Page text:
Both collagen and biotin are common ingredients found in beauty supplements for hair, skin, and nails. But when choosing the right product, how do you know which nutrient is best? Do they offer the same benefits, or are they altogether unique? This article will compare the research on biotin and collagen and answer the two most frequently asked questions about these buzz-worthy beauty supplements.
Collagen supplements have recently exploded in popularity, making many people wonder, what is collagen good for, anyway? As the most abundant protein in the body, making up 25–35% of total body protein, every organ depends on collagen for its structure and function. Unfortunately, around the age of 20, natural collagen production begins to decline by 1% per year, and for women, an even more rapid decline occurs post-menopause. 
As collagen levels drop, connective tissue becomes vulnerable to damage, and fine lines and wrinkles ensue. Along with naturally declining collagen levels, a variety of external factors, such as smoking, exposure to UV rays, and stress, can further accelerate collagen loss.  Collagen can naturally be found in protein-rich food sources such as chicken, fish, beef, or bone broth. When it comes to supplements, the research is quite impressive, showing the following collagen benefits:
- Improves eye wrinkles, deep wrinkles, hydration, and skin elasticity in just 30 days [2–4]
- Strengthens weak, brittle nails in 12 weeks 
- Improves hair thickness in 16 weeks 
- Improves the appearance of cellulite within 3–6 months 
Collagen supplements are available in a variety of options, including tablets, gummies, and powder (both bovine- and marine-sourced).
While collagen may be the “new kid on the block,” biotin has been around for a long time, and continues to be a go-to product for hair and nail health. But what is biotin good for, anyway?
Biotin is an essential B vitamin (vitamin B7) required for a variety of biochemical processes that help break down food into usable energy. It helps form healthy skin cell membranes and the keratin structure found in hair and nails. Biotin’s role in keratin production explains its unique contribution to healthy hair and nail growth. So it is no surprise that a biotin deficiency can lead to symptoms such as alopecia (hair loss), skin rashes, and brittle nails.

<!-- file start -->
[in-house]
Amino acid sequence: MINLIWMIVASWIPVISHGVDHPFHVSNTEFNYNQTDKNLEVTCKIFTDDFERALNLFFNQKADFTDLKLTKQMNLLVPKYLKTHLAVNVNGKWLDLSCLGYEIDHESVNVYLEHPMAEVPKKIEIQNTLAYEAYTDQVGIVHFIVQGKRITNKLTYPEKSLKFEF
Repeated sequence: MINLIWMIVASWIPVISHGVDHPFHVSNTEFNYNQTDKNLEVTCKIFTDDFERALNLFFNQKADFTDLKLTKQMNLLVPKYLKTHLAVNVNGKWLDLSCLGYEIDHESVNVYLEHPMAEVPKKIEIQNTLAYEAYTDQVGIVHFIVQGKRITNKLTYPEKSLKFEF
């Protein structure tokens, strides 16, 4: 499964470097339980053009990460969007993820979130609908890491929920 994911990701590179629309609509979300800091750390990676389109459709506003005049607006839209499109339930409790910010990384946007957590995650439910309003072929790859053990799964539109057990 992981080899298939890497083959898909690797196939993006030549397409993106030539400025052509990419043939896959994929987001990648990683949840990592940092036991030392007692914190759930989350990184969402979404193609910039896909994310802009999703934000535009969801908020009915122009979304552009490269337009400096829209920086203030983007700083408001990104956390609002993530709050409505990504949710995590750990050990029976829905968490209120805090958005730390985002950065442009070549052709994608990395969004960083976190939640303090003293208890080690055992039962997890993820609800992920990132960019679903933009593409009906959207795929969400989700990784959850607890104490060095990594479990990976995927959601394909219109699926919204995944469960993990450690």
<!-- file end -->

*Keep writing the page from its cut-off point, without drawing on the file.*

Biotin can be found in many foods and is naturally produced by normal gut flora. Some common food sources of biotin are eggs, legumes, seeds, nuts, and whole grains. When it comes to supplements, research shows the following biotin benefits:
- Supports hair and nail disorders associated with biotin deficiencies 
- Promotes strong, healthy hair, skin, and nails 
- Increases nail thickness 
- Prevents nail splitting and brittleness 
Which is Better – Collagen or Biotin?
If you have an established biotin deficiency, taking biotin supplements may help replenish your body’s natural stores, and ward off negative side effects such as hair loss and brittle nail syndrome. However, suppose nail health, along with improved skin wrinkles, hydration, and elasticity, is what you’re looking for. In that case, collagen may better suit your needs, as the research supporting the use of collagen for skin health is more robust than biotin.
Should You Combine Collagen and Biotin?
As you can see, both collagen and biotin have some overlapping beauty benefits, so one way to ensure you’re providing your body with the necessary building blocks for hair, skin, and nails is to take a combined supplement that contains both collagen and biotin.
Combining collagen and biotin can provide synergistic effects, meaning your body can benefit more from taking them together than separately. Specifically, research shows that taking biotin and collagen together can positively impact skin hydration, elasticity, roughness, and density after three months of use.  Truly a perfect pair!
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- Proksch E, Schunck M, Zague V, et al. Oral intake of specific bioactive collagen peptides reduces skin wrinkles and increases dermal matrix synthesis. Skin Pharmacol Physiol. 2014; 27(3):113-9.
- Proksch E, Segger D, Degwert, et al. Oral supplementation of specific collagen peptides has beneficial effects on human skin physiology: A double-blind, placebo-controlled study. Skin Pharmacol Physiol. 2014; 27(1):47-55.
- PLT Health Solutions. (2020). Collactive™ collagen complex nourishing beauty. Retrieved from https://www.plthealth.com/resources/collactive-hm-product-sheet/
- Hexsel D, Zague V, Schunck M, et al. Oral supplementation with specific bioactive collagen peptides improves nail growth and reduces symptoms of brittle nails. J Cosmet Dermatol. 2017; (16):1-7.
- Oesser S. The oral intake of specific bioactive collagen peptides has a positive effect on hair thickness. Nutrafoods. 2020; 1:134-8.
- Schunck M, Zague V, Oesser S, et al. Dietary supplementation with specific collagen peptides has a body mass index-dependent beneficial effect on cellulite morphology. J Med Food. 2015; 18:1340-8.
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- Scheinfeld N, Dahdah MJ, Scher R. Vitamins and minerals: Their role in nail health and disease. J Drugs Dermatol. 2007; 6(8), 782-7.
- Bolke L, Schlippe G, Gerb J, et al. Collagen supplement improves skin hydration, elasticity, roughness, and density: Results of a randomized, placebo-controlled, blind study. Nutrients. 2019; 11(10), 2494